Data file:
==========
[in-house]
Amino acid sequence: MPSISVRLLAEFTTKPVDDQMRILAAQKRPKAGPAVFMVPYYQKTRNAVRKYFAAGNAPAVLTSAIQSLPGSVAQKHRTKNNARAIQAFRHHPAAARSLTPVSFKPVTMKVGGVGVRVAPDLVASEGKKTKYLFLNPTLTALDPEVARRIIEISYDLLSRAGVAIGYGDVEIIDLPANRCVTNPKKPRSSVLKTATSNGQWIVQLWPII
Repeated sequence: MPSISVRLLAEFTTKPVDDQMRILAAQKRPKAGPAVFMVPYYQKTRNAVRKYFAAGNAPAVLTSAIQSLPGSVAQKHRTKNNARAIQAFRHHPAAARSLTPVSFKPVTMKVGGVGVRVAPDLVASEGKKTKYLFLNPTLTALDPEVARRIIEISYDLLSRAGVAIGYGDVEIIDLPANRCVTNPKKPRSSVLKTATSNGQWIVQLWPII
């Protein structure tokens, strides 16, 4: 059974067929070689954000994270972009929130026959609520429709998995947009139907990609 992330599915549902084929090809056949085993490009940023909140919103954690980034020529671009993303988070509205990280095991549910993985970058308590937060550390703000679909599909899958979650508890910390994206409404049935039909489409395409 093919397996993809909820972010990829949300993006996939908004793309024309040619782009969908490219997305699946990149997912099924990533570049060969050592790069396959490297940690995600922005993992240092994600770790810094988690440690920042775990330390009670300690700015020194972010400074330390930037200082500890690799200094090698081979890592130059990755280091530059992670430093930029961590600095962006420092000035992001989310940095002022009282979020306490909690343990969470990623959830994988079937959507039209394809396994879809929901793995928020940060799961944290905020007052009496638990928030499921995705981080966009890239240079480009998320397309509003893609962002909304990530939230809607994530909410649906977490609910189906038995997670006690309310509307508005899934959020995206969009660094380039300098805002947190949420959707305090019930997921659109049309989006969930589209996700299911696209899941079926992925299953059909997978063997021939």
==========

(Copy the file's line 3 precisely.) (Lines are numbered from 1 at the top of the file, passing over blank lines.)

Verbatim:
Repeated sequence: MPSISVRLLAEFTTKPVDDQMRILAAQKRPKAGPAVFMVPYYQKTRNAVRKYFAAGNAPAVLTSAIQSLPGSVAQKHRTKNNARAIQAFRHHPAAARSLTPVSFKPVTMKVGGVGVRVAPDLVASEGKKTKYLFLNPTLTALDPEVARRIIEISYDLLSRAGVAIGYGDVEIIDLPANRCVTNPKKPRSSVLKTATSNGQWIVQLWPII